I am a conservationist, an environmentalist, a homeowner in Ely and I work for Twin Metals Minnesota. And I absolutely agree with the headline on the Star Tribune's May 29 editorial, "Yes, use facts in BWCA debate."
Indeed, facts should be the foundation of any discussion about mining. But given the Editorial Board's omission of facts, I've included a few key ones below.
For more than a decade, Twin Metals has been focused on uncovering the facts related to the copper, nickel, cobalt and platinum group metals mineral deposits in northeast Minnesota and gathering facts to discern if and how those minerals could be extracted in a way that is environmentally safe and sustainable.
That work has resulted in a formal mine plan that was submitted to government agencies in 2019. The entire purpose of the state and federal environmental review process is to test the facts uncovered in that work against our nation's rigorous environmental protection standards in order to determine whether we can move forward.
Here are some more facts to consider:
FACT: There is an environmental review process prescribed in state and federal laws designed to protect the environment, including the Boundary Waters Canoe Area (BWCA).
FACT: The existing regulatory process under the National Environmental Policy Act and under our state process in Minnesota requires thorough review of the science behind our mine plan, which Rep. Betty McCollum's bill seeks to circumvent.
FACT: The mining ban proposed by McCollum, and discussed in the May 29 editorial, is not supported by available science. It ignores the very purpose of the regulatory process that is established in law.
FACT: If it earns its permits, the Twin Metals mine will create thousands of family-sustaining jobs that will support the communities of northeast Minnesota. The editorial suggests those communities should simply go find high-paying jobs elsewhere or that they should find jobs that allow them to work remotely.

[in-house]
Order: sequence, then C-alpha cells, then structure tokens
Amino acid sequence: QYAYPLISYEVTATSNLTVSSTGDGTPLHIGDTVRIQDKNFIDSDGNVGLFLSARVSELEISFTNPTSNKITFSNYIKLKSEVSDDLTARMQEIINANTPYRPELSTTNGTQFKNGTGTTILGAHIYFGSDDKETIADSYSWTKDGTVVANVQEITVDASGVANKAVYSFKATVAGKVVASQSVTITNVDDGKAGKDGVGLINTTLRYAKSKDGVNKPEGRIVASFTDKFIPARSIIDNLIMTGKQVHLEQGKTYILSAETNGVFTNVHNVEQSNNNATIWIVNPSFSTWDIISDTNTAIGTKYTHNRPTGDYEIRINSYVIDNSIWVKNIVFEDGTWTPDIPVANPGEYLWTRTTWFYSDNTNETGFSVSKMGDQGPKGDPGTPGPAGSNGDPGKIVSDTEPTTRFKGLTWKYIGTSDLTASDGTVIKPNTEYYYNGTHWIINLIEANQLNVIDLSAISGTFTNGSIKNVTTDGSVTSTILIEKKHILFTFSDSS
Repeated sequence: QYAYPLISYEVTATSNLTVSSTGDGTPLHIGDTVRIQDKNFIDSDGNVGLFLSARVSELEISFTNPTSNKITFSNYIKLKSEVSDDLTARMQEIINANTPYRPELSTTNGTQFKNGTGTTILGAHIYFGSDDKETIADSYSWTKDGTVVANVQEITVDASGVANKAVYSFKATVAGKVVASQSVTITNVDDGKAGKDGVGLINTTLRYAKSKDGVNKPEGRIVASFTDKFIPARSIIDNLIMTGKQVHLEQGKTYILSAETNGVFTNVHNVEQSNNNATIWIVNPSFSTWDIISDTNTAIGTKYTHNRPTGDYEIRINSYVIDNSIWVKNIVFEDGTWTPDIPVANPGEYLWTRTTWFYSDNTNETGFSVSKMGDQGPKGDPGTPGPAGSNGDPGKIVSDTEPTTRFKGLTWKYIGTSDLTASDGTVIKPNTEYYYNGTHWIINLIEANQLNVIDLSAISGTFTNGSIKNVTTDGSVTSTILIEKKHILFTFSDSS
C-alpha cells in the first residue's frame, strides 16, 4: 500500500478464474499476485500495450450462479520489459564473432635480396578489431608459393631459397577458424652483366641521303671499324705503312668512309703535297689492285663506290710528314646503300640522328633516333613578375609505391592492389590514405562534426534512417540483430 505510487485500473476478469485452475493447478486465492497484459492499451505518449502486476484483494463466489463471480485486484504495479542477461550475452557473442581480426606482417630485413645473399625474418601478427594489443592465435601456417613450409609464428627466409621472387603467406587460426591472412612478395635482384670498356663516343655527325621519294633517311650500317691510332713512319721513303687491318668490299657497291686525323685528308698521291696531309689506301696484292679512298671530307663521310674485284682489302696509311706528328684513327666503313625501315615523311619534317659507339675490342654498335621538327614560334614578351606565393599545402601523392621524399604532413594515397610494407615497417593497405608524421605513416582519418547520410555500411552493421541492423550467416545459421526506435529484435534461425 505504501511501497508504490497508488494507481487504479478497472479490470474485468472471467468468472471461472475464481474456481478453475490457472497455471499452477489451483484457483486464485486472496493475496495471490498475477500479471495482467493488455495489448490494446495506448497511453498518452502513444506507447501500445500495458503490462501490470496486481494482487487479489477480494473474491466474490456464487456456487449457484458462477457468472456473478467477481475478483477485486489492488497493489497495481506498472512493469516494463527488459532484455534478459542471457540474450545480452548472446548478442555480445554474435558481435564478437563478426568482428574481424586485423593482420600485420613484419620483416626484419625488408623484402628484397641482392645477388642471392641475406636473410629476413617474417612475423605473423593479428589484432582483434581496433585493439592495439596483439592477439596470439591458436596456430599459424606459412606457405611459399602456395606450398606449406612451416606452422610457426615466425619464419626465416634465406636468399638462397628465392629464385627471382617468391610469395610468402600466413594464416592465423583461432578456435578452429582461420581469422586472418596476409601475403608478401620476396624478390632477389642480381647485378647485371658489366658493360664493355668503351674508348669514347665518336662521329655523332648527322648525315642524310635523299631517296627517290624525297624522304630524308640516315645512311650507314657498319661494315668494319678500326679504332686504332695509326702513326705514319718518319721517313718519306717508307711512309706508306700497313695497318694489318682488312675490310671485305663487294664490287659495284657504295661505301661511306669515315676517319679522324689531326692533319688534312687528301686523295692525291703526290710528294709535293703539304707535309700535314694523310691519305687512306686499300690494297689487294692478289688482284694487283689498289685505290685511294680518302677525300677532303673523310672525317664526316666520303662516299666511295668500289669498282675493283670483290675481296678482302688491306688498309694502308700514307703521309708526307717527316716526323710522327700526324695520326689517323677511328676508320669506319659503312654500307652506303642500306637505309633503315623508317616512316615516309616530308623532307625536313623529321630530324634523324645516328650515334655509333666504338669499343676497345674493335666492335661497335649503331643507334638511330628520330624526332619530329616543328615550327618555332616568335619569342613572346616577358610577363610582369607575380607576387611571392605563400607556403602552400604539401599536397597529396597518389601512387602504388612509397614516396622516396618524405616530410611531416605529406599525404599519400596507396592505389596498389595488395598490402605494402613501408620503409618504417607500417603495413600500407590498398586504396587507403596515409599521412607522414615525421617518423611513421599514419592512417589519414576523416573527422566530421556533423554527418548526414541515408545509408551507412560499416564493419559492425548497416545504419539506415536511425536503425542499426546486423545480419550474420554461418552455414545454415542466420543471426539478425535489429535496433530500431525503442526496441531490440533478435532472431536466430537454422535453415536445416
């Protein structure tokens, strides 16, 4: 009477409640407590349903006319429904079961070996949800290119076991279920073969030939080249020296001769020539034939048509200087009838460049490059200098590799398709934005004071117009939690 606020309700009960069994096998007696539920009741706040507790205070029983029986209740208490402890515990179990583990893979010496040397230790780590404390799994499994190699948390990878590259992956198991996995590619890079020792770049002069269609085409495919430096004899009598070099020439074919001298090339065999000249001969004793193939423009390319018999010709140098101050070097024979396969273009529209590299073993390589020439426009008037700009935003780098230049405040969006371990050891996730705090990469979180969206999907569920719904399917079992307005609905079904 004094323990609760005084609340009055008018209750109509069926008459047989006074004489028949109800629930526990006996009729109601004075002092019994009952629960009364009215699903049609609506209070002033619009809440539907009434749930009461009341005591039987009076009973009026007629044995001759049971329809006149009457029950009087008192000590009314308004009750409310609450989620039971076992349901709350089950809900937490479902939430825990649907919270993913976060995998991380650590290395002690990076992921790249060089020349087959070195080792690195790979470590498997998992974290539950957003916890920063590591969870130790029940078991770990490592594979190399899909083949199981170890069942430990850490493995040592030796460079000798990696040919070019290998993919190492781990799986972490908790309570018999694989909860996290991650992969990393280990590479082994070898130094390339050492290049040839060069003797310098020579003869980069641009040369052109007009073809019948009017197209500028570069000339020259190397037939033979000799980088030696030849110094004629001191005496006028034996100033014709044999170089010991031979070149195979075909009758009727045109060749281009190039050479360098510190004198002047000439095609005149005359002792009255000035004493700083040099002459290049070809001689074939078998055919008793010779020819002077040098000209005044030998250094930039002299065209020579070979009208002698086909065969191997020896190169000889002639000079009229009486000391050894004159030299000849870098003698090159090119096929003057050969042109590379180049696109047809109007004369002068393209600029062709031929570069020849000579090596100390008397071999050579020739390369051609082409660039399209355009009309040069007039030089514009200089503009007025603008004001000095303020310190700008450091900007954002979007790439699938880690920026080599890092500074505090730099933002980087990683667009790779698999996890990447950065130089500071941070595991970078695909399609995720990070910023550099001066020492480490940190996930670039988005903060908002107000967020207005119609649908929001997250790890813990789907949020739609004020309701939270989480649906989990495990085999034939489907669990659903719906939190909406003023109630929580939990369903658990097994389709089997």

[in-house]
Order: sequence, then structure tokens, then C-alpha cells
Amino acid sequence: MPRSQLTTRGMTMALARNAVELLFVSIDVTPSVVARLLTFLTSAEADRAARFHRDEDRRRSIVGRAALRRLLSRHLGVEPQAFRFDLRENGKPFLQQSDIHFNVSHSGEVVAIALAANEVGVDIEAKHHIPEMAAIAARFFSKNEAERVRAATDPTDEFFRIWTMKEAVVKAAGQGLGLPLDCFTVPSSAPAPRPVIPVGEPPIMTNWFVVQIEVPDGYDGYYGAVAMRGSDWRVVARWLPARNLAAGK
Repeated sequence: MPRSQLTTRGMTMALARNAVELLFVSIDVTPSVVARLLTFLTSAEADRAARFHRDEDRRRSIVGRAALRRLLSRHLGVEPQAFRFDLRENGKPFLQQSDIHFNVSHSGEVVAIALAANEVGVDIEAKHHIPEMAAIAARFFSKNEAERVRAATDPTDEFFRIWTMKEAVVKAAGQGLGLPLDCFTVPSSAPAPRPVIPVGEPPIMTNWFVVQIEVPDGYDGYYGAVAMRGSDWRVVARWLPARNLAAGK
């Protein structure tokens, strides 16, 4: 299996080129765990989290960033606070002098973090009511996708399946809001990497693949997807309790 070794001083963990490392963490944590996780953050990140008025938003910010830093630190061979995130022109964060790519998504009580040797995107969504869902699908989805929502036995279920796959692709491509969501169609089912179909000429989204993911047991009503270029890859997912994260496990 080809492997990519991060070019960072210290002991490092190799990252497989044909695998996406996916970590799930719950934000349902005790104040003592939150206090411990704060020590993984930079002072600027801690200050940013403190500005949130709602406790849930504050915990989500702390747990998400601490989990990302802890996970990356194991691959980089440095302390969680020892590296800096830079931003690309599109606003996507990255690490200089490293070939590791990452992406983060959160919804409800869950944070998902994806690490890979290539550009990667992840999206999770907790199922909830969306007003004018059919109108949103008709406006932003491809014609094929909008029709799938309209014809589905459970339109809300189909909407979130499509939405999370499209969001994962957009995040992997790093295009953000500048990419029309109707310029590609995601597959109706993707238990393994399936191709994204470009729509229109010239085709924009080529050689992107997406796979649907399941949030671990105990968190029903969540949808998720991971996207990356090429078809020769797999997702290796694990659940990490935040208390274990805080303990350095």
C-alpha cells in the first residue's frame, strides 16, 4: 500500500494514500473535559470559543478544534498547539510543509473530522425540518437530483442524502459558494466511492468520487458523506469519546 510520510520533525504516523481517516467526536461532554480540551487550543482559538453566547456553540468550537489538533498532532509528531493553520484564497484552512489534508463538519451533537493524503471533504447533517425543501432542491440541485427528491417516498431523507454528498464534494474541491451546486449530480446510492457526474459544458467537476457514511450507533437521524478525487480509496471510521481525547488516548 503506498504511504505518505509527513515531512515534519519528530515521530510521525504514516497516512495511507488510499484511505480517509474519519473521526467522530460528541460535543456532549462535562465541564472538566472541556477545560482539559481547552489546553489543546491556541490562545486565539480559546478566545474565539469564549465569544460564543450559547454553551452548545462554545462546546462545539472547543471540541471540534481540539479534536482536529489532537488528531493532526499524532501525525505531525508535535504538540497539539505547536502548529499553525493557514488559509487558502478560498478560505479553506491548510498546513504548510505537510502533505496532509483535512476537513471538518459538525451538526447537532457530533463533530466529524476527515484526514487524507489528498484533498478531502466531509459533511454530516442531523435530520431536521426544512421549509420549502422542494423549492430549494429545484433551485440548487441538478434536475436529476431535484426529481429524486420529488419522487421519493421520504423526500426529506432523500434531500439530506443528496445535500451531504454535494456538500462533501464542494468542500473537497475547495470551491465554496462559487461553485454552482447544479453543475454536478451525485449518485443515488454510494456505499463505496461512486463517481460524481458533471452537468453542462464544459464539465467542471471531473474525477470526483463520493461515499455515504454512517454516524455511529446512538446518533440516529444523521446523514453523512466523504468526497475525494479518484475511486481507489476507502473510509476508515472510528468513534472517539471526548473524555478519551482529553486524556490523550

FACT: There is no potential for the Twin Metals project to impact the Boundary Waters from acid rock drainage. This is based on analysis of the unique geology and our proposed mining methods, which would be subject to review under the regulatory process.
FACT: Twin Metals prioritizes environmental protection in every aspect of the proposal it is putting forward. The Twin Metals project will not negatively impact the BWCA. It cannot by law, and it will not by design.
FACT: If Twin Metals cannot prove it can protect the surrounding environment, we can't earn our permit to operate.
FACT: Northeastern Minnesota holds the key to unlocking America's mineral resources. We host the largest undeveloped copper nickel deposit in the world.
We need these minerals for our future, so we need to work together to mine safely here under strong environmental and labor standards.
I take issue with the fact that Rep. McCollum, through her bill, and the Star Tribune Editorial Board, seem intent on preventing scientific inquiry at a critical time in our history; one that demands we address our reliance on foreign sources for minerals.
The Biden administration has recognized that we must increase domestic mining and processing, and I strongly agree. By expanding processing capacity, Twin Metals can keep our minerals here in the U.S. We are also at an exciting point where we can deliver our nickel and cobalt concentrates directly to domestic battery manufacturers.
I share the commitment to protect the BWCA. The blunt instruments of this proposed law — and the assumptions presented as facts in the May 29 editorial — do not recognize the advancements of the last 50 years. They do not recognize the imperative to marshal all available resources, including ethically sourced critical minerals, to combat climate change. They fail to acknowledge that there are nonferrous mines in North America that have successfully operated, including Eagle Mine in Michigan, which is currently our only domestic source of nickel. And they undermine confidence in our nation's robust environmental review processes.
Twin Metals is not asking for a permit to mine tomorrow. We are asking that our mine receive the thorough, science-based environmental review proscribed in law, which will assess whether our proposed plan holds up under scrutiny.
We can mine and protect the environment. Give the facts a chance to prove it.
Julie Padilla is the chief regulatory officer for Twin Metals Minnesota.